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. Five Nights Alone In The Dark With A Shotgun: Katrina's Emotional Toll

Gabriel Whitfield (top) and his wife, Melisa Kennedy, managers of the Best Western Hotel in New Orleans, Louisiana, pose for a photograph at the bar of the hotel, 10 September 2005. Whitfield spent five frightening nights in the dark with a shotgun protecting the building from looters in the wake of Hurricane Katrina. AFP photo by Omar Torres
by Mira Oberman
New Orleans LA (AFP) Sep 11, 2005
Five nights alone in the dark with a shotgun. Looters rattling at the door. And his wife and two beautiful daughters asleep upstairs.

Keeping his family safe amid the chaos and rioting that followed Hurricane Katrina has taken an immeasurable toll on Gabriel Whitfield. His once square shoulders are slumped. His steely eyes are brimmed with tears. His faith in his country is shattered.

"Do you know what it's like to sit in the lobby with a shotgun and little napalm containers to burn up people trying to come in and kill your children and steal your water?" he asked, voice cracking as he slouched forward on a chair in a darkened conference room at the Best Western hotel in downtown New Orleans.

"That shouldn't happen in America," the 36-year-old said. "There should have been people here the day it happened and there was nobody. Nobody."

Whitfield stayed in New Orleans to help his wife manage the hotel during the storm. They had enough provisions to last three or four days and set up camp in the conference room on the second floor. The guns were an afterthought: he didn't want them to get rusty if the house flooded.

The fear set in as soon as the rain let up.

Whitfield and his friend James went out to get supplies and found a Wal-Mart police had opened up. They loaded two carts with food, water, propane and medical supplies.

On the six-mile (10-kilometer) walk home they saw people being pulled out of their cars, gun-toting thugs driving up the street and were nearly robbed three times.

That was when the man who won't discuss his elite military training but prides himself on his skills with weaponry devised a battle plan.

Half the provisions were moved to a room on the 11th floor. If the lobby was overwhelmed, the women were to run there while Whitfield turned the power off to the elevators. If the looters made it up the stairs, he would blow the window open and throw his daughters across to the roof of the building next door.

It never came to that. Whitfield's stiff frame, tattooed arms and shotgun-mounted flashlight were enough to scare off the small groups of looters who skulked up to the glass lobby.

There were easier pickings outside. Like the man Whitfield found beaten nearly to death and tried to take to the Convention Center for medical treatment.

"We wanted to get him help. And the police said I don't know what to tell you. He's just going to have to die," he said. "How do you live with that?"

As Monday turned to Tuesday, and then to Wednesday and Thursday and Friday, Whitfield sank deeper into the darkness that had overwhelmed his adopted city.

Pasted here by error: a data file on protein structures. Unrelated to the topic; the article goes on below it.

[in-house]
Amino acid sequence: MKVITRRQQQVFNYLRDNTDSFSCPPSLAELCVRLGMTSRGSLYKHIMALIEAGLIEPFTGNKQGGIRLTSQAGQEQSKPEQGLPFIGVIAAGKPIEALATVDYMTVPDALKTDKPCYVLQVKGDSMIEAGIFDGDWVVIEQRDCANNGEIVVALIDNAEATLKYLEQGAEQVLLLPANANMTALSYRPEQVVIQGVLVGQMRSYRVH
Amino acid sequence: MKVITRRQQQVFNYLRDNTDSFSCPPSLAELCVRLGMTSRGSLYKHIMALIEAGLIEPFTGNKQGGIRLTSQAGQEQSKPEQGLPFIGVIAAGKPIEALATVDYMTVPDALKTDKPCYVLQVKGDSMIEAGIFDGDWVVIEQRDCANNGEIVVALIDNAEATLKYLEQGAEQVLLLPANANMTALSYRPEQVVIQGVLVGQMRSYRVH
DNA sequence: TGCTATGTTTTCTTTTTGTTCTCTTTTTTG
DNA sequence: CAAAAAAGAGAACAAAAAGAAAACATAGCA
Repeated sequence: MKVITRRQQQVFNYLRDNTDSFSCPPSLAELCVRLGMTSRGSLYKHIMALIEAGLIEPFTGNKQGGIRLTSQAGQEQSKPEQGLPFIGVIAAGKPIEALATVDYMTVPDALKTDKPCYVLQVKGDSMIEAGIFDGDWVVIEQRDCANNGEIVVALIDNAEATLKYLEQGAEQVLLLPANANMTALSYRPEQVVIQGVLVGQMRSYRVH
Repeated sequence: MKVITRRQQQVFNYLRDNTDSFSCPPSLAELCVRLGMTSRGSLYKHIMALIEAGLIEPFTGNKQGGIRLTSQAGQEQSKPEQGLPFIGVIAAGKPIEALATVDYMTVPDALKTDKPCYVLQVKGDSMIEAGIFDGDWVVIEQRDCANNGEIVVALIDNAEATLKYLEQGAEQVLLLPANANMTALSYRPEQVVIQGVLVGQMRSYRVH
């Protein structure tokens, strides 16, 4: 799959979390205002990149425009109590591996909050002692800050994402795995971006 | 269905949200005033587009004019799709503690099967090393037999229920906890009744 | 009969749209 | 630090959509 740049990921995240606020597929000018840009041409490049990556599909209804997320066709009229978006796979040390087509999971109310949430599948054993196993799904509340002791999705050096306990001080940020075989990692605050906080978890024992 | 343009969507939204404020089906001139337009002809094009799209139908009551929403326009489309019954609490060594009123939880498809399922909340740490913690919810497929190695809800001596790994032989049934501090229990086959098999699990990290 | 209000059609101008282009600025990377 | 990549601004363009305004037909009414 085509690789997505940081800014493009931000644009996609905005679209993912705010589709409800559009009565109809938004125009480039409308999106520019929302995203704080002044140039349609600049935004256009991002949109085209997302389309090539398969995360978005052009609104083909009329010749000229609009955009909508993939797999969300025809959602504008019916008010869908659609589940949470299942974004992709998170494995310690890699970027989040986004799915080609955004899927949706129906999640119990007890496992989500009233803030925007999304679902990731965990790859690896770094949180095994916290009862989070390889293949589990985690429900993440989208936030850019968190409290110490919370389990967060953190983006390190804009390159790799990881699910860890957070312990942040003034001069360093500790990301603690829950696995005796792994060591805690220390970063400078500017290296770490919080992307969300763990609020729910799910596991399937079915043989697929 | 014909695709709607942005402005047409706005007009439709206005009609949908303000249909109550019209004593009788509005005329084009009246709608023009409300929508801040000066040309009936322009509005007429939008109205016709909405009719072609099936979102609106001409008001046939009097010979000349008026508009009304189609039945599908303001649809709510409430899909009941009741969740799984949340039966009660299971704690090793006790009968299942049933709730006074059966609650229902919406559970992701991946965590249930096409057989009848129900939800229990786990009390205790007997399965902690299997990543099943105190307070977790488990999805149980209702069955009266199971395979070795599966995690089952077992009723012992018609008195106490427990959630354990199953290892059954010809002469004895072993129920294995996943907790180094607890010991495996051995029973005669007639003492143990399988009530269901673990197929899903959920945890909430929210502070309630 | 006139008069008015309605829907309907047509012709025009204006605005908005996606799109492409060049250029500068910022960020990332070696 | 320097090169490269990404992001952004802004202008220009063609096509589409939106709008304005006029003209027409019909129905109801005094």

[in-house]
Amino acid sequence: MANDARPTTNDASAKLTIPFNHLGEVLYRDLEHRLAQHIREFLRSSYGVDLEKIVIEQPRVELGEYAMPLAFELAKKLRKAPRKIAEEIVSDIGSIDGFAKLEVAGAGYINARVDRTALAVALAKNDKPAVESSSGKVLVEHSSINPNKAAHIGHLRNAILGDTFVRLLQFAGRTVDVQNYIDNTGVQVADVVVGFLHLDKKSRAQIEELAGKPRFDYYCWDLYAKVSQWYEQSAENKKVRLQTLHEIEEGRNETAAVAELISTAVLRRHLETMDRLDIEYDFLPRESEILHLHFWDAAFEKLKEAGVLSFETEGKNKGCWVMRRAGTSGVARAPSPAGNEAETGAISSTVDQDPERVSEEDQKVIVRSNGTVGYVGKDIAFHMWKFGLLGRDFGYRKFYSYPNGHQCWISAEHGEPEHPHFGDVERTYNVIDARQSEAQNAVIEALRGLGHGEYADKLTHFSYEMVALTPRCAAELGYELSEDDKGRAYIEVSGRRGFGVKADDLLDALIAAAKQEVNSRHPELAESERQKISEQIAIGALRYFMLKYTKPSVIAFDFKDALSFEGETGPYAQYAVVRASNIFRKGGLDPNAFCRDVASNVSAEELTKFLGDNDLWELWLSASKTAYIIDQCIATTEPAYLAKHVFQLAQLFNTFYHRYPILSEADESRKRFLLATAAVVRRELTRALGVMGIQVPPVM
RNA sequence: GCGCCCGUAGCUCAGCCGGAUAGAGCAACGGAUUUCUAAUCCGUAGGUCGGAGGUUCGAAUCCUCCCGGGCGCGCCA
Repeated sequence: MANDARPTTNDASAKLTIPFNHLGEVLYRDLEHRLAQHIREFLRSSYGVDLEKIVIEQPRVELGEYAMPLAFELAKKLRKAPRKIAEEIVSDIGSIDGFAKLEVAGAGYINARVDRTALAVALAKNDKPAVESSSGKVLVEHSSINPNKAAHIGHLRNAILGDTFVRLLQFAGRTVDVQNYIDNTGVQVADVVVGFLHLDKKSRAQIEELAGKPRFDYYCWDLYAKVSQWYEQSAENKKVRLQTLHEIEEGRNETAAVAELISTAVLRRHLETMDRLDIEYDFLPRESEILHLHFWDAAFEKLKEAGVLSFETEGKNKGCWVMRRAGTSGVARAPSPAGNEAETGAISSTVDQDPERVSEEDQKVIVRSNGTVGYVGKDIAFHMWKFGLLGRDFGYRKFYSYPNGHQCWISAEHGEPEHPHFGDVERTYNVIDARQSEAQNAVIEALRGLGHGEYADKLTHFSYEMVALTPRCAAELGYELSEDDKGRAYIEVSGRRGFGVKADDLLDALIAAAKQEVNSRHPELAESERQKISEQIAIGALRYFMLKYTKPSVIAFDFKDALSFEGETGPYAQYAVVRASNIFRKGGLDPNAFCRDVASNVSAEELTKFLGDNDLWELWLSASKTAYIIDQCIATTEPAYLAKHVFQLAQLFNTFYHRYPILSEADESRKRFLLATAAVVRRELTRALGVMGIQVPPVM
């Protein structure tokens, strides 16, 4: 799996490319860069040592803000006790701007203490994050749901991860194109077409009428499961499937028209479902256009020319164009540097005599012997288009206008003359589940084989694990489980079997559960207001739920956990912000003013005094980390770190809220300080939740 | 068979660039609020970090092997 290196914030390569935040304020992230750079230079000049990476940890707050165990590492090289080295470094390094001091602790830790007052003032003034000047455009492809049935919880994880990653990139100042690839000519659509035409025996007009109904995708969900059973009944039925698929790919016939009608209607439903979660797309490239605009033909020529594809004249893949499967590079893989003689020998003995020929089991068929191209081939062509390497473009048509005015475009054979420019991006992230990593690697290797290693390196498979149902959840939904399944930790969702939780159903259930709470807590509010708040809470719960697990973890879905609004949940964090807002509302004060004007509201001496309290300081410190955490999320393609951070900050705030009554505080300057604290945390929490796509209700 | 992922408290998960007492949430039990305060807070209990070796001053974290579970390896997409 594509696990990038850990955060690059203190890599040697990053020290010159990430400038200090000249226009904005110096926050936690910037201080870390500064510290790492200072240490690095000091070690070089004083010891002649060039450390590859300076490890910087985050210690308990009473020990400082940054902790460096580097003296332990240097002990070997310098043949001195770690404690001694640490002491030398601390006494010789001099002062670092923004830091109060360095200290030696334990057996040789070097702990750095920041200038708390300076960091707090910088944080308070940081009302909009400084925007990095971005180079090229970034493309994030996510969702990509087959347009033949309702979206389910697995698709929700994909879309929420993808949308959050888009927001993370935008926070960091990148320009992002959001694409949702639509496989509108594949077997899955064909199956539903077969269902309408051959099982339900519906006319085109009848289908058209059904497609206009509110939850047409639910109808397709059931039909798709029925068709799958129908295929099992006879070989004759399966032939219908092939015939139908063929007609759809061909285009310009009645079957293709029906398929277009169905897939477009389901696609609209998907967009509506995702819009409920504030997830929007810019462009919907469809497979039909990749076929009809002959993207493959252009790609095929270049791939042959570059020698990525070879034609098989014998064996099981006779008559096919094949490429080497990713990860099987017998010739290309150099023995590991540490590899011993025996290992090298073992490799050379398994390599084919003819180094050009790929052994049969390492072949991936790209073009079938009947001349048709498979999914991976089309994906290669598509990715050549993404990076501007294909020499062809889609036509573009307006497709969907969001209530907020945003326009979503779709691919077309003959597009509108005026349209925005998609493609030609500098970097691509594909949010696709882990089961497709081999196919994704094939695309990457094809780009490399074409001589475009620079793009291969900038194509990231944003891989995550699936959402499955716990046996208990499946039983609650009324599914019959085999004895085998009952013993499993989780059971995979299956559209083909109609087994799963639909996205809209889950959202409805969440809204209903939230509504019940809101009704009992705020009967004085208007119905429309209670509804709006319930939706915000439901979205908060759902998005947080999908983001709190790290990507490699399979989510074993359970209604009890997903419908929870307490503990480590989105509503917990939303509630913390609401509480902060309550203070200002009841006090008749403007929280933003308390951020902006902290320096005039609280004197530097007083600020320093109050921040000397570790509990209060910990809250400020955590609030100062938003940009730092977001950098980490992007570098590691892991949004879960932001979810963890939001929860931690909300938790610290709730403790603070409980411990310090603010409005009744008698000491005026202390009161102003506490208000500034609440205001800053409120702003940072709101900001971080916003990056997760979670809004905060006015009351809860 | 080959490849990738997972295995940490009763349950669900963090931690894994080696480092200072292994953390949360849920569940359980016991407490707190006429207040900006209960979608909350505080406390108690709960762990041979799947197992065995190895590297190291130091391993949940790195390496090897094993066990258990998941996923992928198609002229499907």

He heard of a little girl found raped with her throat slit in a parking lot. He saw the bodies of the dead left lying in the streets. He saw people turned into animals out of desperation, hunger and thirst.

It got so he couldn't bear to be alone with his daughters.

"It's really hard to carry a gun and think about killing people -- bad people who are trying to kill you -- and then come upstairs and kiss your daughters on the head and pretend there's nothing wrong," he said.

Things finally changed on Saturday when the military arrived in force and the angry thousands left without food or water at the Convention Center were loaded onto buses and shipped out of town.

"When I could finally lay that pistol on the table and that shotgun in the corner and not have to carry those weapons I broke," Whitfield said. "I cried. I broke."

Two weeks after Katrina struck, Whitfield and his wife, Melissa Kennedy, are finally leaving the downtown hotel. After sending the girls off to stay with relatives, they had hoped to keep the hotel running as long as they could.

It had been their best hope for a job. There are too many out of work people struggling to make it on the outside. They also want to see New Orleans rebuilt.

But the stress got to them. And they had a new threat to face: disease.

"I don't want my family to live through this and then get sick and die," he said as he glanced over at his sister-in-law, who lay quietly in bed after having spent the afternoon vomiting.

"I can't wait to get back into the normal world. But I'm not sure how my brain is going to accept it."

All rights reserved. 2005 Agence France-Presse. Sections of the information displayed on this page (dispatches, photographs, logos) are protected by intellectual property rights owned by Agence France-Presse. As a consequence, you may not copy, reproduce, modify, transmit, publish, display or in any way commercially exploit any of the content of this section without the prior written consent of Agence France-Presse.

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Post-Katrina Looters: The Hungry, The Mean, The Dangerous
New Orleans, Louisiana (AFP) Aug 31, 2005
For schoolteacher Jared Wood the scariest moment of Hurricane Katrina was not the killer winds or waters, it was the looter threatening to thrash him for trying to take his picture.
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